Hey! I won a Canadian National Magazine Award . . .


For a POEM no less. Isn't it amazing that we still HAVE NMA's for poetry? I was also nominated for a personal essay called Washing The Body, which I will also post here in the coming months.  

Thank you therefore to the wonderful strange eclectic GEIST magazine for publishing the poem, The Speed of Rust; Mr. Geist also bought me my ticket to the fabulous glamourous cocktail party and (diet) dinner. I would not have gone if Mary S and Stephen O of Geist hadn't sprung for the ticket. Thanks, too, to Michal Kozlowsky, assistant publisher at Geist and dinner companion (who put up with some curmudgeonly behaviour, alluded to below.)

At the glitzy NMA ceremony, I wore a red and grey flapper dress, red heels, and so much attitude that I actually went up a second time to collect an absent friend's award--until the Reader Digest lady hip-checked me as I ran for the stage. (She was late getting up there, what can I say? Who could miss posing for a picture with Zaib Shaikh twice? He's handsome; I demanded he embrace me; he complied. You know, he was the imam on Little Mosque on the Prairie.) Anyway, I actually HATE award ceremonies (she said, ungraciously). The more hype, the more irritated I become. Then of course I revised my position briefly upon winning.

I was very inspired by richness of the articles, illustrations, essays, photo spreads that were nominated and that won for their various (more than 30) categories. For an industry that is struggling mightily against all kinds of nasty funding and techno/media monsters, the breadth of ideas and talent and energy in our magazine industry is really dazzling.

Let's read more Canadian magazines!

And even a poem here and there . ..  I spent 20 minutes trying to get the extra space out from btn the lines, but hey. I just gave up.


The Speed of Rust


It rains.

My heart disintegrates for other reasons

while the bald eagle gazes at me

from the lifeguard’s chair.

His head is not white but scuffed, dirty.

He may look like a bird of prey but in fact

he is a fifty-two-year-old man

who has just crawled out of bed

with a hangover and a wife

he rarely loved well.



was fine weather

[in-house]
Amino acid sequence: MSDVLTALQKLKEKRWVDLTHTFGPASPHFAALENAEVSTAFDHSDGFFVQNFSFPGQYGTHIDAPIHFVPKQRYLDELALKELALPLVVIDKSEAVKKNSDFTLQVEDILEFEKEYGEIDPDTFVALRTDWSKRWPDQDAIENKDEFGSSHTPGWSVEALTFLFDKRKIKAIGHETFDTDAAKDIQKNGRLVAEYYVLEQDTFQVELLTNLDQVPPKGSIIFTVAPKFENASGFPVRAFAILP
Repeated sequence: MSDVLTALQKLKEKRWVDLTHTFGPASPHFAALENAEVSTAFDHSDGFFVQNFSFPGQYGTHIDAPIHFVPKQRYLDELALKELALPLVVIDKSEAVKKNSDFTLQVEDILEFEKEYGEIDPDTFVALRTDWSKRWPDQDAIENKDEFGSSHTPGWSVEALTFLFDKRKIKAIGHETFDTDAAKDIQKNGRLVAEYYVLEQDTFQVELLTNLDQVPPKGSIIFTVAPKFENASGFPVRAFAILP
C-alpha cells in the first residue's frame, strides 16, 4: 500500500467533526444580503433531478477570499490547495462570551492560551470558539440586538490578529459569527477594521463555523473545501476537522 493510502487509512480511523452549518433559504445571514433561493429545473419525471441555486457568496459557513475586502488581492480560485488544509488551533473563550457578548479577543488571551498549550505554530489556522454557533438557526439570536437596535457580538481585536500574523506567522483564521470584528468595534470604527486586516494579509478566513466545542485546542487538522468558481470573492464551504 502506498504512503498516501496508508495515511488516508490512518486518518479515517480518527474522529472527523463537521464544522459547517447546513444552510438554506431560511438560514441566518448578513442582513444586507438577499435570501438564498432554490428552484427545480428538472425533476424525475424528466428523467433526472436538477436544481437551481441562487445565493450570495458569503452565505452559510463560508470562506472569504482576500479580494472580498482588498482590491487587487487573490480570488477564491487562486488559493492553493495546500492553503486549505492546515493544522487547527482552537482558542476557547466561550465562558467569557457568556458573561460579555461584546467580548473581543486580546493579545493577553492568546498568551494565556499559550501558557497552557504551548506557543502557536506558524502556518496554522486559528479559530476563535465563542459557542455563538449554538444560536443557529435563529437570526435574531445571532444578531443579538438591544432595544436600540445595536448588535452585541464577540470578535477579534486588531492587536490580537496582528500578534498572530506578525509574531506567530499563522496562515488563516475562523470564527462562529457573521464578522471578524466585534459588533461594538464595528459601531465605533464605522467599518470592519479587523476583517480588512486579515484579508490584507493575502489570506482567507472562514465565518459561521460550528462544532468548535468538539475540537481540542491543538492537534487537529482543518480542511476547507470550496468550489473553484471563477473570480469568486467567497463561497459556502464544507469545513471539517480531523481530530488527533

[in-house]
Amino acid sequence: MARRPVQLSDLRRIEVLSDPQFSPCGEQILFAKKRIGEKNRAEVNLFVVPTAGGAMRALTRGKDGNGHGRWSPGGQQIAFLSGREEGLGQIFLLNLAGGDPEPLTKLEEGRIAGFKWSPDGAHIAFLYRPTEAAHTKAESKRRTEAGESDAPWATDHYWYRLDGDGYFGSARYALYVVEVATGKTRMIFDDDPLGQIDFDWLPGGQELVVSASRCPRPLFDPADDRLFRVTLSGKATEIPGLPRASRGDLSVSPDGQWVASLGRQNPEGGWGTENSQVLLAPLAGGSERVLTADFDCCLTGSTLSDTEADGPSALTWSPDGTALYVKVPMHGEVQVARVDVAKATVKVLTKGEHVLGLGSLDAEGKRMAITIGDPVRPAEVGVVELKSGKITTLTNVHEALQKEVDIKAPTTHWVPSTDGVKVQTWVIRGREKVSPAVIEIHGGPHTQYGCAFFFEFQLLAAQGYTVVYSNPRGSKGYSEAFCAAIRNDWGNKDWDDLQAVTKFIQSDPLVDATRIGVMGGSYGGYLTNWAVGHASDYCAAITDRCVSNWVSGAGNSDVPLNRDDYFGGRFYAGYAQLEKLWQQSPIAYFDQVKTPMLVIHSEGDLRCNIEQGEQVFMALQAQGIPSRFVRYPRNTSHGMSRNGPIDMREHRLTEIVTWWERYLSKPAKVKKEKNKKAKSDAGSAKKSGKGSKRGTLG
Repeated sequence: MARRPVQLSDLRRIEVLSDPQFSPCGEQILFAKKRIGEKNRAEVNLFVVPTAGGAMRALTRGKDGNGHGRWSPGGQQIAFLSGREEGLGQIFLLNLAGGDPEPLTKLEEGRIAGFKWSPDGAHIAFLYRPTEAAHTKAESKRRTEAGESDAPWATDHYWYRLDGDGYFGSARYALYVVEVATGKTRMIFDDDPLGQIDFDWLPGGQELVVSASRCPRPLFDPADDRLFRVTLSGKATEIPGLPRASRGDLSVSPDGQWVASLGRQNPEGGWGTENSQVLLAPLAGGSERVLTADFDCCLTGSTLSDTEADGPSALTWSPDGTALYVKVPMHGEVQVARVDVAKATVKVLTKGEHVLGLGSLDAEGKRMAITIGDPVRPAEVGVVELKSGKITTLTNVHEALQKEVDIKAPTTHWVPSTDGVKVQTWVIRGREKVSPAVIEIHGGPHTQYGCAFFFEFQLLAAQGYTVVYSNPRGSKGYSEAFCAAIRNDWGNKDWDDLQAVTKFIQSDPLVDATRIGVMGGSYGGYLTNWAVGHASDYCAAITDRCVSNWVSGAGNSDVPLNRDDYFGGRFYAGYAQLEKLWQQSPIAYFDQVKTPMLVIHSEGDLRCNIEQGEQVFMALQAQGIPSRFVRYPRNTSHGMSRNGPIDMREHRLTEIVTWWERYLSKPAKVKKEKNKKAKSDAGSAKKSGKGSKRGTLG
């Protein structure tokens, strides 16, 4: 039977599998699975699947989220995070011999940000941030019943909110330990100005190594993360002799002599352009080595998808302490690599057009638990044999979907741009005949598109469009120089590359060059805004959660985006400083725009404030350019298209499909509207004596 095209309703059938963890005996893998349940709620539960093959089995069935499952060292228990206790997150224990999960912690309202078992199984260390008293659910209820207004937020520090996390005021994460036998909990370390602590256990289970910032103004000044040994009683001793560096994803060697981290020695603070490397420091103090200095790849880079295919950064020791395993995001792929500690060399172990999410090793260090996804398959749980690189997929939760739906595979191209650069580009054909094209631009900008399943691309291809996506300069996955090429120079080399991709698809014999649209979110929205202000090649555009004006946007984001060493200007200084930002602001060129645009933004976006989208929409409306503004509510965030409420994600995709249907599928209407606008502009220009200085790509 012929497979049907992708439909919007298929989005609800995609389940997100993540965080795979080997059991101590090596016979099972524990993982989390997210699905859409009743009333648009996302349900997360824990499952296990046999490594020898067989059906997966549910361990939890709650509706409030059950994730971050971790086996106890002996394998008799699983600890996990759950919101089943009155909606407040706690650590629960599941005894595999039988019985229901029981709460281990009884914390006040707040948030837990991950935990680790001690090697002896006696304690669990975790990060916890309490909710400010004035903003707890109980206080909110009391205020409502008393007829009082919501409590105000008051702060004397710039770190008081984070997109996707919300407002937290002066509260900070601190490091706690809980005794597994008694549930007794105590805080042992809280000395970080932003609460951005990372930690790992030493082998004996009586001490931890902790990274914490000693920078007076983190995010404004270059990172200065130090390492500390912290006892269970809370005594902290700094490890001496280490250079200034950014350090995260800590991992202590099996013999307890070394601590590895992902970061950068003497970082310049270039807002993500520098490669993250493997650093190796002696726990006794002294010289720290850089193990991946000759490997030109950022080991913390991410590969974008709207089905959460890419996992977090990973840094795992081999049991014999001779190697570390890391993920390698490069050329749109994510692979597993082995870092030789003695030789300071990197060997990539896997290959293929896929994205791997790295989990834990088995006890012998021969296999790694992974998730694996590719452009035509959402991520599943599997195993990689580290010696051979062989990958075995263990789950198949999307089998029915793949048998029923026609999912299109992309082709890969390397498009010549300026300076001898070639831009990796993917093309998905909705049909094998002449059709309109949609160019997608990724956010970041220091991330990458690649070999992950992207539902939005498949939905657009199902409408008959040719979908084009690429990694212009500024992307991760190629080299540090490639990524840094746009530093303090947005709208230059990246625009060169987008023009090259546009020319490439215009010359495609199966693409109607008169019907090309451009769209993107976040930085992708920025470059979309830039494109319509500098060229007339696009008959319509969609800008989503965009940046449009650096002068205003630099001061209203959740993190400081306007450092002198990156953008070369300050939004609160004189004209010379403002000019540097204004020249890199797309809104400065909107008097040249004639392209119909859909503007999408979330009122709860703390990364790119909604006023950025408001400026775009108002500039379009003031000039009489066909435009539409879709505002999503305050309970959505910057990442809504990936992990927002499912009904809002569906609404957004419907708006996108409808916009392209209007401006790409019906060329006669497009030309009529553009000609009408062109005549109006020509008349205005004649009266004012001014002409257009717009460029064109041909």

in his life has turned

into the swamp-sky of March,

rain in April, through June,

and tomorrow is the first of July

though it’s hard to consider

celebrating Canada Day

with anything but a scream.

Which the bald eagle does:

the serrated thrust of his voice

shreds the grey light as he opens

his wings and lifts, lifts,

heaves himself into the heavy air.

There he goes, flapping over our stunned heads

toward the jungle that stalks Vancouver

like a panther, the same jungle

I fought in cold blood this morning,

so much fierce bamboo.


You and I walk the wide sand flats,

slick pewter acres of seaweed,

cracked shells, crabs scuttling sideways

like our desire. We are so close

to the barges that we see

a modern galley slave moving

(no stanza break)

feverishly about on the long deck.

He is silent in labour, I am silent

in sympathy, listening to you tell

how you think maybe you can’t marry her.


I suddenly remember my hedge clippers

lying on the grass in the back garden.

Tools rust if you leave them out

in this rain. They teach us, every year,

not to do it again.


Why it's all wrong takes so long to explain

that the tide begins to embrace our cold feet.

You could save yourself by drowning

but do not: we walk back to the stony shore

littered with condoms and weddings,

one of which will take place in exactly

forty days. You ask, a tear in your eye,

How much longer will it rain?


I reply, You’re lucky enough

to have choices. Old lover,

surprise yourself and make one.

Useless advice, like all advice

must be at this moment. You wring

your heart on the beach while on the far shore

landmines explode, men labour on

prison ships, children drown in wet sand

similar in weight to this wet sand

but lethal, marbled with blood,

impossible to walk away from.


You say you cannot walk away.

I say I know, I know, and think again

of my clippers in the grass,

the speed of rust. I say, 

You are a good man

and she is a good woman.

Kissing you goodbye, I wonder if

that is how bad marriages are made:

the hungry shovel of the heart

wants to break the clean surface of goodness,

get to the rich filth underneath.

I like how mistakes wait in our hands

like the orchids we crave for their beauty.

And because we don’t know how to grow them.

I like that we want to learn.

I love how we fail.

Karen ConnellyComment